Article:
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Leaked Documents Reveal How Roblox Handles Grooming and Mass Shooting Simulators

Internal documents reveal how exactly the platform played by half of all children in the U.S. is tackling grooming, automatic image scanning, and more with a team of thousands of people.

A newly released cache of documents provide unprecedented insight into how Roblox, one of the most popular gaming platforms in the world that half of all children in the U.S play, moderates content. The documents show everything from how executives at the company talk about and moderate mass shooting simulators to how big of a “bulge” in player-designed clothes is an issue for the platform. They also give insight into the targeting of children by predators on the platform and how the platform attempts to fight child grooming.

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The documents, which were stolen by a hacker and published online, includes internal discussions about how to respond to some of the highest-profile content moderation challenges the platform has faced, such as how and when to remove user-made games that simulate mass shootings and how to respond to media inquiries about strip clubs in the game. They also include a spreadsheet with a scoring system for specific banned terms that can be used in chat; the scoring system is seemingly intended to determine the severity of a specific phrase and is broken into categories that include "bullying," "sexting," "underage," "racist," "grooming," "subversive," "self_harm," "religion," and more.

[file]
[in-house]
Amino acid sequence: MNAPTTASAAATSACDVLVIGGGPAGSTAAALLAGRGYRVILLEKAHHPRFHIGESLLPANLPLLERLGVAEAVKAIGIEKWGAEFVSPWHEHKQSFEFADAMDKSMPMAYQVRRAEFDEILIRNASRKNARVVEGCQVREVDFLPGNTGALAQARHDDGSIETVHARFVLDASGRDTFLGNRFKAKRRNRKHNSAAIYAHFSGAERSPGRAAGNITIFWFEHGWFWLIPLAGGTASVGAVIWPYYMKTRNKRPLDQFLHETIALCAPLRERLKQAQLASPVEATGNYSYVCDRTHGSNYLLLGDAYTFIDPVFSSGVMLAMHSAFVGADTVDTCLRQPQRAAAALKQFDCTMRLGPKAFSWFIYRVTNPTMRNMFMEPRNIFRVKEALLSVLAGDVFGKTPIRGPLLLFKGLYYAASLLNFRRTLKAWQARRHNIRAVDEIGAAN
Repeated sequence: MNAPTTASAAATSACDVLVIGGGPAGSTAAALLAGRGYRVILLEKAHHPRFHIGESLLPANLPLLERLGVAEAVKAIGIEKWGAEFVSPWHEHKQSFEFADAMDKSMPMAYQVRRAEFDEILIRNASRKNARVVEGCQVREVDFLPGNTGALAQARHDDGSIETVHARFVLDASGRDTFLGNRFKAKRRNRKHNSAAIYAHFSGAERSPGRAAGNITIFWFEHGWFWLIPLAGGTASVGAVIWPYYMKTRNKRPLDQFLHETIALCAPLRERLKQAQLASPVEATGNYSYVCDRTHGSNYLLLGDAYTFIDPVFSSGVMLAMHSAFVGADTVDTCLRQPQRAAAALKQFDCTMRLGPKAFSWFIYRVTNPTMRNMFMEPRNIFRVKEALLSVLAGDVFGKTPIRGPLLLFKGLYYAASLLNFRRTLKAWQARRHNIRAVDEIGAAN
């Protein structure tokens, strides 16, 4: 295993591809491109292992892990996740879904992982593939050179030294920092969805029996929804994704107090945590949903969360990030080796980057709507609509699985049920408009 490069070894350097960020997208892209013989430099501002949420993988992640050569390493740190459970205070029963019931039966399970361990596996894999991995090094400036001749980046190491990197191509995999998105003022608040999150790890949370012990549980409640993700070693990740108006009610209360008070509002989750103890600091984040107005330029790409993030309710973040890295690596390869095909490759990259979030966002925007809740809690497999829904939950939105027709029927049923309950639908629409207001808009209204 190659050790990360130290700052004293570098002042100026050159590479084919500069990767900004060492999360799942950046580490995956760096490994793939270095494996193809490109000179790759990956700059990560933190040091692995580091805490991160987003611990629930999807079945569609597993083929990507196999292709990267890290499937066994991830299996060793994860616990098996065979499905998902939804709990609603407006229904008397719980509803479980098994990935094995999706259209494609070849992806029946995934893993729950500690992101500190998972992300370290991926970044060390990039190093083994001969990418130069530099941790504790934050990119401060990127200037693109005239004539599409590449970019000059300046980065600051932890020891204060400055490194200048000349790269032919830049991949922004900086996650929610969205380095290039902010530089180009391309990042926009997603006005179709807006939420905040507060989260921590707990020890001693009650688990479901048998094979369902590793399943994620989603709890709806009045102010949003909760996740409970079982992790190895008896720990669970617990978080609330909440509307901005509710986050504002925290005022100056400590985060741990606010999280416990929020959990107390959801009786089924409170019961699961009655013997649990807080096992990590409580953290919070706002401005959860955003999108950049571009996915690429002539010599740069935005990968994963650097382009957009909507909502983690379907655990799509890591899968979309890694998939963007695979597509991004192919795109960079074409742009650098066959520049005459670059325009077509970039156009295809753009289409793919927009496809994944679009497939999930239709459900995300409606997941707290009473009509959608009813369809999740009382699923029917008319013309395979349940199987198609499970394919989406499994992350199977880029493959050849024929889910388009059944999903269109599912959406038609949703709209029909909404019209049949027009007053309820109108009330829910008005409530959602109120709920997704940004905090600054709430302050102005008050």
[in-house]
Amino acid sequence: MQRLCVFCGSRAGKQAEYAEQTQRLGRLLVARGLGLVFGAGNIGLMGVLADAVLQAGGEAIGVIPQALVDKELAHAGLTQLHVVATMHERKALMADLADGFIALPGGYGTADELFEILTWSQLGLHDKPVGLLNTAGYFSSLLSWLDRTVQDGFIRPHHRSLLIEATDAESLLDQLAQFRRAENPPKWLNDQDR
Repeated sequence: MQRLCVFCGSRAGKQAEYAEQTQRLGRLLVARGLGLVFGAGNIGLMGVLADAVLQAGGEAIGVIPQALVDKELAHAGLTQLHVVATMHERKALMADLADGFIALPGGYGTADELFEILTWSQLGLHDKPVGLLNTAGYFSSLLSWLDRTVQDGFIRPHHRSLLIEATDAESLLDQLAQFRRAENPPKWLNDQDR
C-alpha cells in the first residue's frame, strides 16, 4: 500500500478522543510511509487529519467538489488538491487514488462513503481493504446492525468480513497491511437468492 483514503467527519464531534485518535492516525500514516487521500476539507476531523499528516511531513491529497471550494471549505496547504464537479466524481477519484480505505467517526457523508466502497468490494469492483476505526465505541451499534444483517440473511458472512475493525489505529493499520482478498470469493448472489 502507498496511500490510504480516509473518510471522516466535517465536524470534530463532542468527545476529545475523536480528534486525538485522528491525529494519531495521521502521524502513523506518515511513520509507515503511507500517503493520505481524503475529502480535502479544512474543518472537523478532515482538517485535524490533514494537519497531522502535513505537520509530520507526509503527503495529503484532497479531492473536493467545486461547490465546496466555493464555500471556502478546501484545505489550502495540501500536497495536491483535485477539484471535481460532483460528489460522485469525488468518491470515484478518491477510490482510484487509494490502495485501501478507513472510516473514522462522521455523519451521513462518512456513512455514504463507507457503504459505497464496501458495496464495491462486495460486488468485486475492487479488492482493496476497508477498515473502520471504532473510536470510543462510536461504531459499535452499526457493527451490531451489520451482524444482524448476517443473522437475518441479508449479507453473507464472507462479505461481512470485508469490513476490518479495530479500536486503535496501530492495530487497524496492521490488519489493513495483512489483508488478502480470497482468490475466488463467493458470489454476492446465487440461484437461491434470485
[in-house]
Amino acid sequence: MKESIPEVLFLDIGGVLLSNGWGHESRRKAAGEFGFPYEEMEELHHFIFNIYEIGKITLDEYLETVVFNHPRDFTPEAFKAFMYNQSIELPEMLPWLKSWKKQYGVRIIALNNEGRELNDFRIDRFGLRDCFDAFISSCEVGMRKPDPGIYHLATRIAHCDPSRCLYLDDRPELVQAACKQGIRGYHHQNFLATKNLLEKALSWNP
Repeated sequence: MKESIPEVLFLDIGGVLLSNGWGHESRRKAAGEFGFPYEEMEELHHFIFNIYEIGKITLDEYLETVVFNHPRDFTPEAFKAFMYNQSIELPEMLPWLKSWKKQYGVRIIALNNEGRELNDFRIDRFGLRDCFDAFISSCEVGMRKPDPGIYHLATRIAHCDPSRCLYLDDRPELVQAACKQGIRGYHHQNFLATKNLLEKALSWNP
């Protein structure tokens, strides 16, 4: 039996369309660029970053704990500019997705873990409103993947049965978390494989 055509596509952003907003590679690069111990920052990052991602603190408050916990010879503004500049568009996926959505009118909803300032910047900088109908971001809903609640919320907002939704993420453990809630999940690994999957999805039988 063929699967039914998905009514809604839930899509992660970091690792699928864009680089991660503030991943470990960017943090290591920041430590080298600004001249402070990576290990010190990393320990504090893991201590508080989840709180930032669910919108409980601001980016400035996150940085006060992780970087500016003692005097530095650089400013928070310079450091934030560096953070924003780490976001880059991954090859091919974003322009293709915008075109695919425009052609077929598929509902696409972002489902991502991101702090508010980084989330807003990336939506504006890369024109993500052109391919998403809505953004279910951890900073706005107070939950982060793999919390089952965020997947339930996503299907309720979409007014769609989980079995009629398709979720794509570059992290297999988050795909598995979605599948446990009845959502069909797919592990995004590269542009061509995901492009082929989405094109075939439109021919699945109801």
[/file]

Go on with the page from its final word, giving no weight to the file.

“Roblox is a new Society. What kind of Society do we want to be?” one slide included in the hacked documents reads.

Do you work at Roblox? We'd love to hear from you. Using a non-work phone or computer, you can contact Joseph Cox securely on Signal on +44 20 8133 5190, Wickr on josephcox, or email joseph.cox@vice.com.

In one document, a “roadmap vision” for the Safety Group includes introducing new categories such as “grooming.” Another document lists some of the words that Roblox says relate to “grooming” and appears to assign them a score. “Wish you were younger” is scored as a 3. “Can I get a {{media}} of you” is a 5. “Dont tell your {{family_member}}” is also a 5. There are also scores of 6 for "hump kids," "{{child}} slave," "{{child}} predator," and other horrifying terms that clearly relate to child sexual abuse.

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Roblox also sorts phrases into other sections such as “sexting,” “bullying,” “racist,” and “religion.”

One issue identified in the documents is that although Roblox’s systems scan 100 percent of submitted abuse reports, only around 10 percent of those are actionable. That means “It’s hard to identify which 10% are the right ones to review,” the document reads. An improvement for 2020 was listed as becoming better at identifying actionable abuse reports.